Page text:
Japan first-quarter growth hits over two-year high
By Stanley White and Tetsushi Kajimoto
TOKYO (Reuters) - Japan's economy clocked its fastest pace of growth in more than two years in the first quarter as consumer spending jumped and business investment turned surprisingly strong in a sign of confidence in the prospects for future growth.
The upturn in capital spending - long a weak spot in Japan - could raise hopes the economy will have enough momentum to tide over an expected slump following an April 1 sales tax hike, easing pressure on the Bank of Japan for further stimulus to support growth.
Still, analysts also say the economy faces the risks in coming quarters of consumer demand not bouncing back convincingly after the sales tax increase and exports staying weak.
"Corporate earnings have been improving and some facilities have been ageing, so some firms felt they could not delay capital expenditure any longer," said Norio Miyagawa, a senior economist at Mizuho Securities Research & Consulting Co.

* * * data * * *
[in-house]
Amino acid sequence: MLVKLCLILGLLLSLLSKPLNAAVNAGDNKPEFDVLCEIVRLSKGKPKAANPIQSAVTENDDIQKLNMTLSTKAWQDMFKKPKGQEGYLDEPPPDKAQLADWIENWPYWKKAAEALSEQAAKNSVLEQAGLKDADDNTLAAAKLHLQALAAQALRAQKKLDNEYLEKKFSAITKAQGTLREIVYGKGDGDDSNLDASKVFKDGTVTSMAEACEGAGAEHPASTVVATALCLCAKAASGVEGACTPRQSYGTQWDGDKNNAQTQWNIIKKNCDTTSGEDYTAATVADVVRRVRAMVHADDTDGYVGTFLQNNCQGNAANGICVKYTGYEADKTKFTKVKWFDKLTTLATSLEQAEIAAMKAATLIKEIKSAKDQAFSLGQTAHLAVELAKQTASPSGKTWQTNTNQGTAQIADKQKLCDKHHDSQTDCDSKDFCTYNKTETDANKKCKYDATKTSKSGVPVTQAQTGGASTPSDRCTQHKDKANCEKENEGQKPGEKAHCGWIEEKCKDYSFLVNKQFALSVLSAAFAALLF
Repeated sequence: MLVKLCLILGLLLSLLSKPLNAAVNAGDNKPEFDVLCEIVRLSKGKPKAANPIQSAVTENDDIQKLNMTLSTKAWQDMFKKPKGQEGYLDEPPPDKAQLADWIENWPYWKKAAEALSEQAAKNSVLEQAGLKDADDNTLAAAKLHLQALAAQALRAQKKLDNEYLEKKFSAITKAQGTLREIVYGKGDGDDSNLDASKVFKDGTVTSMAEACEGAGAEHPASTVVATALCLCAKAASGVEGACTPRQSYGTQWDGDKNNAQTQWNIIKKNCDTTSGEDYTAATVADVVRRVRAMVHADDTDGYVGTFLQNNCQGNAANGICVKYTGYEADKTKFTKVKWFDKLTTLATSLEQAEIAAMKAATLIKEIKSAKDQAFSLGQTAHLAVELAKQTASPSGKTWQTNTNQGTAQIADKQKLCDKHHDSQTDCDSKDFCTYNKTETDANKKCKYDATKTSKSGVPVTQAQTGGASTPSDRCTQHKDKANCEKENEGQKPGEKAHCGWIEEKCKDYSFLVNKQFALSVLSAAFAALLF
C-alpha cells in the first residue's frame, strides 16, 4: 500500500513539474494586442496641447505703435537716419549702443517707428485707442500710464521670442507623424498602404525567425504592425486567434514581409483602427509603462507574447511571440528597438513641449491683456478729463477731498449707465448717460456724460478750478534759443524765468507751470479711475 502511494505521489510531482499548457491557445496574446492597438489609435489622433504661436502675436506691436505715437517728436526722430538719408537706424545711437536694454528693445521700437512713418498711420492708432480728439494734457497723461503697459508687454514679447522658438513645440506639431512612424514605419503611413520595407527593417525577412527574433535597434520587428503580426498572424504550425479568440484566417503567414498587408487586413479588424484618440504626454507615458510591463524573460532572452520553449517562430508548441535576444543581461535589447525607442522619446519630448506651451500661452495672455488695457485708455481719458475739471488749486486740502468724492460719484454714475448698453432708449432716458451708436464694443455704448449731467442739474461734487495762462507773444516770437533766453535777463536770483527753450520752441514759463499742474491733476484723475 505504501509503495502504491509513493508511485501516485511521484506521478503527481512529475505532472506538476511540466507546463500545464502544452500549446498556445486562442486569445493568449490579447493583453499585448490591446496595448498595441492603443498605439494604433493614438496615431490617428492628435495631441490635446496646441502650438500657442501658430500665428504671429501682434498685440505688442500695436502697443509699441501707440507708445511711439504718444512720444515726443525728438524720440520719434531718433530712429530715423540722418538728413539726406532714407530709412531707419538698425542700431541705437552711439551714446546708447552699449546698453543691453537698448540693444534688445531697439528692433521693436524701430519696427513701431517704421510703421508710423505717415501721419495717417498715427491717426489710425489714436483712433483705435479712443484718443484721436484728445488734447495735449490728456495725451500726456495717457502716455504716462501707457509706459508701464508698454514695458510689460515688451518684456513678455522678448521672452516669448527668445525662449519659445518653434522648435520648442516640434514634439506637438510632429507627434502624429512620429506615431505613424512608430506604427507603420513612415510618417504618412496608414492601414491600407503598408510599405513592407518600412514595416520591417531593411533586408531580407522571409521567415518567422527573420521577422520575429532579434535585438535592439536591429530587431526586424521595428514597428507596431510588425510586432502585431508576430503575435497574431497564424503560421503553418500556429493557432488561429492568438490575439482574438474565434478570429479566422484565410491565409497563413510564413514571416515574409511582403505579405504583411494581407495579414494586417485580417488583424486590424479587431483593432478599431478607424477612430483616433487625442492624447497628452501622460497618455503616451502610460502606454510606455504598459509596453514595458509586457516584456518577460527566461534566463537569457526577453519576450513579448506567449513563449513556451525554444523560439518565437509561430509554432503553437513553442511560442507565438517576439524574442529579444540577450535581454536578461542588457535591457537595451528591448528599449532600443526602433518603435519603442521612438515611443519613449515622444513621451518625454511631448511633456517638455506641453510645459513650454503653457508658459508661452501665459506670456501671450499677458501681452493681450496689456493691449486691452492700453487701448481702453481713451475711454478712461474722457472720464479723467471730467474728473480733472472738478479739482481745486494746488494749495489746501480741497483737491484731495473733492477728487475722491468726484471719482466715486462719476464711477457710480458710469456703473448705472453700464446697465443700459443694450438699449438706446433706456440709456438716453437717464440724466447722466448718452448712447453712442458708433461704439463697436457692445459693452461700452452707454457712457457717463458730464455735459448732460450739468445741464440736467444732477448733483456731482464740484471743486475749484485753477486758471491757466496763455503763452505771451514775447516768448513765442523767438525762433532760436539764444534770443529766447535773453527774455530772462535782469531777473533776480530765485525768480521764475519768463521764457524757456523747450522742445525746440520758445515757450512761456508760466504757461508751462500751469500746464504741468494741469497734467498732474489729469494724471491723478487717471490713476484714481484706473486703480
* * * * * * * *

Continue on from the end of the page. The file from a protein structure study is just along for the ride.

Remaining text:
"Nonmanufacturers are more confident about the economy. Capex will continue to grow, but without investment from manufacturers the pace will be gradual."
Gross domestic product in the world's third-biggest economy rose at an annualized rate of 5.9 percent in the January-March period, government data showed on Thursday, as consumers rushed to buy before the sales tax increase to 8 percent from 5 percent.
The result handily beat expectations of 4.2 percent growth in a Reuters poll of economists and marked the fastest expansion since the third quarter of 2011, when the country was recovering from a devastating earthquake and nuclear disaster.
Capital spending rose 4.9 percent on the quarter, more than double the median estimate for 2.1 percent growth and the fastest expansion since October-December 2011, as companies used increased profits to invest in factories and equipment. Continued...